TOKYO, July 5 (Reuters) - Yields on 10-year Japanese government bonds dipped on Friday, ahead of the release of key U.S. jobs data that could give clues on when the Federal Reserve will start rolling back its stimulus programme.
* The 10-year yield was down 0.5 basis point at 0.855 percent, extending Thursday’s drop after a strong 30-year debt auction, although it remained boxed in a range of 0.80 to 0.90 percent over the past five weeks.
* “There is a feeling that it would be dangerous to sell, ahead of events, but at the same time, there is no special reason to aggressively buy,” said a fixed-income fund manager at a Japanese trust bank in Tokyo.
“This means the current rangebound trade is likely to continue this month.”
* Economists in a Reuters survey forecast a 165,000 jobs were created in June compared with 175,000 jobs created in May, while the unemployment rate is seen at 7.5 percent, versus 7.6 percent the prior month.
* Fed Chairman Ben Bernanke said last month that the U.S. central bank expected to scale back its $85 billion a month bond-buying programme later this year if the economy strengthens.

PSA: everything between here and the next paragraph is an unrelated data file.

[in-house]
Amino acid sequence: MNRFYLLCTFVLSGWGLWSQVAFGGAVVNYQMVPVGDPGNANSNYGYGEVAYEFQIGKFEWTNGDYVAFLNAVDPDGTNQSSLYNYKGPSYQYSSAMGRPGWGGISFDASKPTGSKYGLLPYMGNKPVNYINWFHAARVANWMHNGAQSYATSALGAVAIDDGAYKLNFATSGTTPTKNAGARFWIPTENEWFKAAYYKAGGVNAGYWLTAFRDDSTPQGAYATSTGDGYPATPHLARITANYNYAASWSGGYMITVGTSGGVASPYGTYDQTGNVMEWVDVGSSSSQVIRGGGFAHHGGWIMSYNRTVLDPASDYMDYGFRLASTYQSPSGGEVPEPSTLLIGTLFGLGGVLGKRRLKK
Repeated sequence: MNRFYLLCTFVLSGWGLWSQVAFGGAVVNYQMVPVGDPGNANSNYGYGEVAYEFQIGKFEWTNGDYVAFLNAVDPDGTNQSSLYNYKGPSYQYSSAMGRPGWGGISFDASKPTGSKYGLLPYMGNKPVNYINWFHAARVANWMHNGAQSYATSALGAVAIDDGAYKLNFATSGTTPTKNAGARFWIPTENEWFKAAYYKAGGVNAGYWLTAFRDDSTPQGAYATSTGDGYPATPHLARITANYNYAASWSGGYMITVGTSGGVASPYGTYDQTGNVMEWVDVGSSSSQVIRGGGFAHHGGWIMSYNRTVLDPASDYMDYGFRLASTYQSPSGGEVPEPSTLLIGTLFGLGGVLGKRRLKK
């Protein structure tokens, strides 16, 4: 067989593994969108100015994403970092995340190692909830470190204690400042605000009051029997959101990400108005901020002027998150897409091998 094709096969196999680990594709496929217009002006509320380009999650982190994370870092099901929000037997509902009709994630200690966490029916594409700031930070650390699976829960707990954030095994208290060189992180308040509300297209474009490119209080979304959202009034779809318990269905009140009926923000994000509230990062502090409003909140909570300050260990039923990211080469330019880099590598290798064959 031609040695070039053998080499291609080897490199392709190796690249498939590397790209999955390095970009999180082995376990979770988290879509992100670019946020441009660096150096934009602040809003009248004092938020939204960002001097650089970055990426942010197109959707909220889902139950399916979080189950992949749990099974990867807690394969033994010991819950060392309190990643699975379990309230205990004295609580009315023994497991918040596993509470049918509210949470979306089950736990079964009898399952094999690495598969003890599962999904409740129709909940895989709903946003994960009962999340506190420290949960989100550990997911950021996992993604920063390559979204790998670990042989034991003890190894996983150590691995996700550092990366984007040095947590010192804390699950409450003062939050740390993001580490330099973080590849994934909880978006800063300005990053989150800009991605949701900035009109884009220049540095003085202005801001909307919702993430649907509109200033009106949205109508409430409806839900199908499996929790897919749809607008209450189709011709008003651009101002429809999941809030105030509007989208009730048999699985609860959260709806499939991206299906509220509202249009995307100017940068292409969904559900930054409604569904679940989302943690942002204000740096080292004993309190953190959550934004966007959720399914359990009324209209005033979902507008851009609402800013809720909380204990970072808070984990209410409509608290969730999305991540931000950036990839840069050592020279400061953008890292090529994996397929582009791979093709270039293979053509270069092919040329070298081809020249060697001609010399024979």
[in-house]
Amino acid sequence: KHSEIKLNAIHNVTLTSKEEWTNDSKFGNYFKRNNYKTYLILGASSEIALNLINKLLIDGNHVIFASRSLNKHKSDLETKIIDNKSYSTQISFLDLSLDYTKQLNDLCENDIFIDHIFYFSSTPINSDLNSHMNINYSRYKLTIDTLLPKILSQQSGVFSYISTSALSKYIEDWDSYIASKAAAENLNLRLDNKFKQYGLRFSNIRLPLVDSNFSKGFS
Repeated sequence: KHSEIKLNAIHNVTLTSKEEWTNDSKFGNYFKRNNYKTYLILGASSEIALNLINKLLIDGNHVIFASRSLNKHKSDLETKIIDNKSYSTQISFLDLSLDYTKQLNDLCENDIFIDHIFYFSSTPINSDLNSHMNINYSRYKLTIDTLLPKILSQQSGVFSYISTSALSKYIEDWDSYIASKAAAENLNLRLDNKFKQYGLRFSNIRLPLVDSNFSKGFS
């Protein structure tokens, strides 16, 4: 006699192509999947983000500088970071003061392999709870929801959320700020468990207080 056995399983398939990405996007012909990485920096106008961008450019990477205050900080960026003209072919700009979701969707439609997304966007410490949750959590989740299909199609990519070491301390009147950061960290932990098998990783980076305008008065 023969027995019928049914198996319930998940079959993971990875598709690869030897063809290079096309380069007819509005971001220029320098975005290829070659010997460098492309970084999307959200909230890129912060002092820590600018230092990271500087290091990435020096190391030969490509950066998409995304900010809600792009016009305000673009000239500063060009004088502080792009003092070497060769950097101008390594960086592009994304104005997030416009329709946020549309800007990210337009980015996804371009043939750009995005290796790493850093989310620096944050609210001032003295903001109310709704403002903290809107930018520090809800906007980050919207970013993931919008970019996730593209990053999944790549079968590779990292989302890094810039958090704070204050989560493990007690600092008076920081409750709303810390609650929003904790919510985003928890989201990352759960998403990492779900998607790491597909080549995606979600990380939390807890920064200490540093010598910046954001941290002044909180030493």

* Volatility has eased in the JGBs recently after the market was jolted by the Bank of Japan’s announcement of a massive bond-buying programme on April 4 to pull the world’s third-largest economy out of deflation.
* The 30-day JGB futures implied volatility fell to a two-month low of 3.82 on Thursday. It hit a two-year high of 6.1 on April 12.
* The BOJ on Friday offered to buy 410 billion yen ($4.10 billion) of JGBs in two tranches with residual maturities of up to one year and more than 10 years, as part of its monetary easing steps.
* Ten-year JGB futures added 0.09 point to 142.57 on Friday morning, breaking above their 20-day moving average of 142.53.
* Both the 20- and 30-year yields were unchanged, at 1.725 and 1.845 percent, respectively. Earlier, the 30-year yield fell to one-week low of 1.835 percent to extend the previous session’s 5 basis points fall after the 30-year auction.
* The tail between the average and lowest accepted prices for the 30-year bond sale came in at 0.01, shrinking sharply from 0.32 at last month’s offering, underscoring demand for the bonds.
* “The fact that tails have nevertheless shortened in recent auctions may suggest an increase in bids premised on an intention to sell to the BOJ over the relatively short term,” Barclays Securities wrote in a note.
“But for this to work, there must be an outlook for stable profit with little risk of a large post-auction price drop. More specifically, volatility must be low.”